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12 Possible Causes for Physiological Neonatal Jaundice, Vein Disorder, Yellow Discoloration of the Skin

  • Neonatal Jaundice

    […] through umbilical catherter/central venous line Isovolumetric exchange transfusion: simultaneously pulling blood out of umbilical arteryand pushing new blood to umbilical vein[epomedicine.com] Jaundice, Physiological NeonatalNeonatal Jaundice, Physiological — Severe Jaundice in Newborn — Severe Jaundice in Neonate — Icterus Gravis Neonatorum[mesh.kib.ki.se] Definition Neonatal jaundice is the yellowing discoloration of the skin and sclera of a neonate, which is caused by increased levels of bilirubin in the blood.[bestpractice.bmj.com]

  • Physiological Neonatal Jaundice

    […] through umbilical catherter/central venous line Isovolumetric exchange transfusion: simultaneously pulling blood out of umbilical arteryand pushing new blood to umbilical vein[epomedicine.com] Published on Jul 10, 2016 Physiological Neonatal Jaundice and Its causes. Physiological Neonatal Jaundice 1. PHYSIOLOGICAL NEONATAL JAUNDICE 10/07/2016 1 2.[slideshare.net] Definition (MSH) Yellow discoloration of the SKIN; MUCOUS MEMBRANE; and SCLERA in the NEWBORN. It is a sign of NEONATAL HYPERBILIRUBINEMIA.[fpnotebook.com]

  • Liver Cirrhosis

    […] history of alcohol excess, neonatal jaundice, hypertension, or hypercholesterolemia.[atsjournals.org] Yellow discoloration in the skin and eyes (jaundice) Fluid accumulation in your abdomen (ascites) Spiderlike blood vessels on your skin Redness in the palms of the hands[mayoclinic.org] The symptoms of alcoholic liver cirrhosis are similar to other alcohol-related liver disorders.[healthline.com]

  • Crigler-Najjar Syndrome Type 1

    The hepatocytes were safely infused through the portal vein, survived for more than 11 months, and partially corrected the metabolic disorder.[doi.org] Physiological neonatal jaundice may peak at 85–170 µmol/l and decline to normal adult concentrations within two weeks. Prematurity results in higher levels.[en.wikipedia.org] This leads to jaundice, i.e. yellow discoloration of skin and eyes. Excess bilirubin can also damage the brain, muscles, and nerves.[medindia.net]

  • Neonatal Hepatitis

    IVIG is a solution containing antibodies donated from healthy individuals and administered directly to a vein.[rarediseases.org] Infants with this condition are usually jaundiced. Jaundice that is caused by neonatal hepatitis is not the same as physiologic neonatal jaundice.[en.wikipedia.org] The common symptoms include jaundice (yellow discoloration of the skin and the whites of the eyes) and hepatomegaly (liver enlargement).[biology-online.org]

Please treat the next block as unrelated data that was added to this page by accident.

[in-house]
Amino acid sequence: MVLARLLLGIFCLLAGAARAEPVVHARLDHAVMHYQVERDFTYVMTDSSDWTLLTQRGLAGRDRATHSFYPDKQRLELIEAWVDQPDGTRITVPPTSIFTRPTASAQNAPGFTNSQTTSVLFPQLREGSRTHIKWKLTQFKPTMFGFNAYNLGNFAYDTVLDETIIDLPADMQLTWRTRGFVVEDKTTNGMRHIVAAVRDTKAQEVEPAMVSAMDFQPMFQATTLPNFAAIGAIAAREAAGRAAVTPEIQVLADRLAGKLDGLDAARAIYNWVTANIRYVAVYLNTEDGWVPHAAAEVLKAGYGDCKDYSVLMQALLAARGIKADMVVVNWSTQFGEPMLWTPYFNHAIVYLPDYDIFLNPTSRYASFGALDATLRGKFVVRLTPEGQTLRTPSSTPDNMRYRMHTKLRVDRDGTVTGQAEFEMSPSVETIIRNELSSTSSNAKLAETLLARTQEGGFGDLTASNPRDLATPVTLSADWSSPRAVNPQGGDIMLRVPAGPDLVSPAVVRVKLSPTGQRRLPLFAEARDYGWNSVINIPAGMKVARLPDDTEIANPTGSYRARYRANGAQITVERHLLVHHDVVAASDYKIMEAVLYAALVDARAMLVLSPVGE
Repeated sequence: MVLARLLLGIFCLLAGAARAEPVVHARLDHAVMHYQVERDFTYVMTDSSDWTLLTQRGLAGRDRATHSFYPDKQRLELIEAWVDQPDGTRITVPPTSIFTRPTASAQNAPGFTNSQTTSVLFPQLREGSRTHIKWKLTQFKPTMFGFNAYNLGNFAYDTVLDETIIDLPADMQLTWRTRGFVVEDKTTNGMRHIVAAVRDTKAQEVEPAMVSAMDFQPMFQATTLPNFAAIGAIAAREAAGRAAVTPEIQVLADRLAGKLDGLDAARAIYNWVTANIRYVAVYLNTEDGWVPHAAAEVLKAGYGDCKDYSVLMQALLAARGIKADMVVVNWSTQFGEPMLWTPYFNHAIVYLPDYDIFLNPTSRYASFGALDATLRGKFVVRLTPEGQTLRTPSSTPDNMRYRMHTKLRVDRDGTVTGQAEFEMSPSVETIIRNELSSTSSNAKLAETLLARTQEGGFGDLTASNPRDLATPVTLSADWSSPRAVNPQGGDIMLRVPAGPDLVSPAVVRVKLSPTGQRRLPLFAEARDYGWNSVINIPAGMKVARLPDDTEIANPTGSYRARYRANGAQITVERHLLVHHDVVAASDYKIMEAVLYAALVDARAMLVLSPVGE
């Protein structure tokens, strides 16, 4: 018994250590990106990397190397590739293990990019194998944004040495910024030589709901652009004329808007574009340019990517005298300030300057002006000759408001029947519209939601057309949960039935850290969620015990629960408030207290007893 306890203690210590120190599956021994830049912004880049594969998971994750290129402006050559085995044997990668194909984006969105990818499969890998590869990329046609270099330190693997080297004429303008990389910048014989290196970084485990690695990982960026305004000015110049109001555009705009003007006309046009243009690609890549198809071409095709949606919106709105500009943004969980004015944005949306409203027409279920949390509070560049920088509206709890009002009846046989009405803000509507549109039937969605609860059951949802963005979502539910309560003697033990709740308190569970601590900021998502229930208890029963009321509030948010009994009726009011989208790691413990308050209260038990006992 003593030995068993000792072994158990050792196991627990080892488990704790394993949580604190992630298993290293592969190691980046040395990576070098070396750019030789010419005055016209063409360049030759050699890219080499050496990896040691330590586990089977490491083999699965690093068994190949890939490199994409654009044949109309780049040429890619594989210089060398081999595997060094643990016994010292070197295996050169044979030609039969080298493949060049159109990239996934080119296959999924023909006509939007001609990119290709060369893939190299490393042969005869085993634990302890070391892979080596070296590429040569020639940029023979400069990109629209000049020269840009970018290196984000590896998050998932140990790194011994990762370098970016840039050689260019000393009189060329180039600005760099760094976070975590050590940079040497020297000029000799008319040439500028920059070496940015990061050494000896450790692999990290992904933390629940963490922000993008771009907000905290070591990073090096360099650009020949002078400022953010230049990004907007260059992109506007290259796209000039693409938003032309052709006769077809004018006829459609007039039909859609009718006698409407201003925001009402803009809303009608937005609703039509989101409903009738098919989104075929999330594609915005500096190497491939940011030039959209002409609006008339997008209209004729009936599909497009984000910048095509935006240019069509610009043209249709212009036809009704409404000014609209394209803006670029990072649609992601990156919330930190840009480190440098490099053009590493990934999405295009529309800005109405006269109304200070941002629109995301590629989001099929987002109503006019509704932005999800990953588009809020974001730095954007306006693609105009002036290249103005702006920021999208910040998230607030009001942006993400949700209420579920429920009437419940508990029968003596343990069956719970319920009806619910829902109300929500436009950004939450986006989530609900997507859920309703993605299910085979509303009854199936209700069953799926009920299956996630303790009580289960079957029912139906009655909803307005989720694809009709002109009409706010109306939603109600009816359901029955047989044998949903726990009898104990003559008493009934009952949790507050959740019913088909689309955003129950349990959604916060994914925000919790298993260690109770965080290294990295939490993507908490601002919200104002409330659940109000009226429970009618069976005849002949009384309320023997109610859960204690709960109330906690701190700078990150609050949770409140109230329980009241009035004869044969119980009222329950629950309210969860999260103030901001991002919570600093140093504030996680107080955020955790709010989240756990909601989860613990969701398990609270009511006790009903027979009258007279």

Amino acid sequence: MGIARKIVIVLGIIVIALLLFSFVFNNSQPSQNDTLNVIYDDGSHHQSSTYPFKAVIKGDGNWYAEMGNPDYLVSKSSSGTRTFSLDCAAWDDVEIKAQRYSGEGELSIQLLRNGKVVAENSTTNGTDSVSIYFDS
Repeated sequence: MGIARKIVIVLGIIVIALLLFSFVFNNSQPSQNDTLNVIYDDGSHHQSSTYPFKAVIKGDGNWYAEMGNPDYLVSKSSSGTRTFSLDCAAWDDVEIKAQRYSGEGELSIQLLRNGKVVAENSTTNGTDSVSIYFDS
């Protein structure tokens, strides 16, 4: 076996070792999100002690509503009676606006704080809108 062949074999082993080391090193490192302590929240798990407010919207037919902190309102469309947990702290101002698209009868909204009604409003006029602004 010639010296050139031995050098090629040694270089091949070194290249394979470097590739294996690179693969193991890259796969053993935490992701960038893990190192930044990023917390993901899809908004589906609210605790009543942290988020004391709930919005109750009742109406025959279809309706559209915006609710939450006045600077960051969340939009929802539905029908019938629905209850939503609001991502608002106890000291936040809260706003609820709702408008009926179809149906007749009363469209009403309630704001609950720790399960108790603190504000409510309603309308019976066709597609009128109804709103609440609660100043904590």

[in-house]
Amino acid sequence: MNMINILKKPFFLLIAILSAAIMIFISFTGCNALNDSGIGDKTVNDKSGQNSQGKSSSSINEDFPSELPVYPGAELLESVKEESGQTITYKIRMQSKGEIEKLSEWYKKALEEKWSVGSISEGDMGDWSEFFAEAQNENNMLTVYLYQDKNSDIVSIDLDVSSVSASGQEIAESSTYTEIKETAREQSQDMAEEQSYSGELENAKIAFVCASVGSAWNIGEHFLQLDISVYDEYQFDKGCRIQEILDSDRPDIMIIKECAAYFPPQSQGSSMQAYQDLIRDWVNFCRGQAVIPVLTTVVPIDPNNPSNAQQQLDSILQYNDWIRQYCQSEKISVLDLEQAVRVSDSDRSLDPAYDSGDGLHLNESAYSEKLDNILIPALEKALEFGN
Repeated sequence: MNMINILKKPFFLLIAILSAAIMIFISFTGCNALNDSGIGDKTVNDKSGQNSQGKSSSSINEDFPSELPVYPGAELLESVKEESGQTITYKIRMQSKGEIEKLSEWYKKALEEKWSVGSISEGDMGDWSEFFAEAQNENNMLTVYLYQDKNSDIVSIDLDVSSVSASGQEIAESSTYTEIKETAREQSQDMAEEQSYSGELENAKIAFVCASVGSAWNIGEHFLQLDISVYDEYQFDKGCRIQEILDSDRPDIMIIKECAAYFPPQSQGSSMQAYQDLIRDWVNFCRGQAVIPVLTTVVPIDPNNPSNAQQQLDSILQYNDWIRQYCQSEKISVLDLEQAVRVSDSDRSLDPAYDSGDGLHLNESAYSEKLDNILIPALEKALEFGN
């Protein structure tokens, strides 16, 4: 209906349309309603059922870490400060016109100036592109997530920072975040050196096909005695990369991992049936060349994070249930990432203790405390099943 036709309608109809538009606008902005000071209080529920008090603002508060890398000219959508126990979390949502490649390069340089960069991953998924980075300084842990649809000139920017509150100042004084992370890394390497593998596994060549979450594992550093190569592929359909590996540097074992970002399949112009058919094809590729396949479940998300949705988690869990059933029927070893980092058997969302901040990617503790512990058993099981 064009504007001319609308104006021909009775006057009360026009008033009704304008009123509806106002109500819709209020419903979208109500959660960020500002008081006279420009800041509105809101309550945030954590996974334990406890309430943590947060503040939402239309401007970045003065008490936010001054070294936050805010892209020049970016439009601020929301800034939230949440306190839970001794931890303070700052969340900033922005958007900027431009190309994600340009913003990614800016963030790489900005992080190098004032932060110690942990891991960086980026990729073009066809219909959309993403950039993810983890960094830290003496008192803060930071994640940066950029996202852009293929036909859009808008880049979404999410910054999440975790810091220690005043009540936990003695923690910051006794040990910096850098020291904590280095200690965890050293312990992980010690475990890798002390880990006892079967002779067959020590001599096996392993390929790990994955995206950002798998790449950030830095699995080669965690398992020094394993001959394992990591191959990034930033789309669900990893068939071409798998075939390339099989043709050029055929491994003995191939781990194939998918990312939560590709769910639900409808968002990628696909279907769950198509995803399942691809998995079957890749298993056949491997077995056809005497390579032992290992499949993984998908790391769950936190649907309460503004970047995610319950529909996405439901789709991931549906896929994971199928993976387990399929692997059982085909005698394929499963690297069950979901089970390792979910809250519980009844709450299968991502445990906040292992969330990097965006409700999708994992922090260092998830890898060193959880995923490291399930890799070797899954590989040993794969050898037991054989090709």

• Extrahepatic Cholestasis

    If the underlying disorder causes hepatic fibrosis and cirrhosis, portal hypertension with subsequent abdominal distention resulting from ascites, dilated abdominal veins,[merckmanuals.com] Whereas physiologic jaundice constitutes a common finding in neonates, a few cases present with cholestatic jaundice owing to various pathologic conditions, including extrahepatic[ncbi.nlm.nih.gov] discoloration of the skin (jaundice), dark urine, and pale stools.[medical-dictionary.thefreedictionary.com]

  • Transient Familial Neonatal Hyperbilirubinemia

    Primary biliary cholangitis Primary sclerosing cholangitis Primitive portal vein thrombosis Progressive familial intrahepatic cholestasis Progressive familial intrahepatic[se-atlas.de] Preferred Name Fetal and neonatal jaundice, NOS Synonyms Physiologic jaundice in newborn, NOS ID altLabel Physiologic jaundice in newborn, NOS Neonatal jaundice, NOS Foetal[purl.bioontology.org] Jaundice is a yellow discoloration of the skin and eyes caused by hyperbilirubinemia (elevated serum bilirubin concentration).[merckmanuals.com]

  • Neonatal Sepsis

    Prothrombotic disorders in abdominal vein thrombosis. Neth J Med 2012; 70: 400-5. Janssen HLA, Meinardi JR, Vleggaar FP, et al.[termedia.pl] We should consider UTI as a probable cause of jaundice and neonates certainly should be evaluated for UTI, if there was a history of worsening jaundice while physiologic jaundice[ijp.mums.ac.ir] Thrombophilic genotypes, natural anticoagulants, and plasma homocysteine in myeloproliferative disorders: relationship with splanchnic vein thrombosis and arterial disease[termedia.pl]

  • Biliary Atresia

    The result is portal hypertension (high blood pressure in the portal vein). This congenital disorder begins to progress very soon after birth.[chp.edu] Issues that should raise your concern: Prolonged neonatal jaundice Physiologic jaundice in healthy, full-term newborns typically resolves by the 5th or 6th day.[pedemmorsels.com] discoloration of the skin and whites of the eyes due to an abnormally high level of bilirubin (bile pigment) in the bloodstream, which is then excreted through the kidneys[beaumont.org]

  • Eng-Strom Syndrome

    Secondary conditions causing RLS include iron deficiency, varicose veins, and thyroid problems.[en.wikipedia.org] Physiological neonatal jaundice may peak at 85–170 µmol/l and decline to normal adult concentrations within two weeks. Prematurity results in higher levels.[en.wikipedia.org] Other complaints included a yellow-white discoloration of the skin associated with his symptoms.[amssm.org]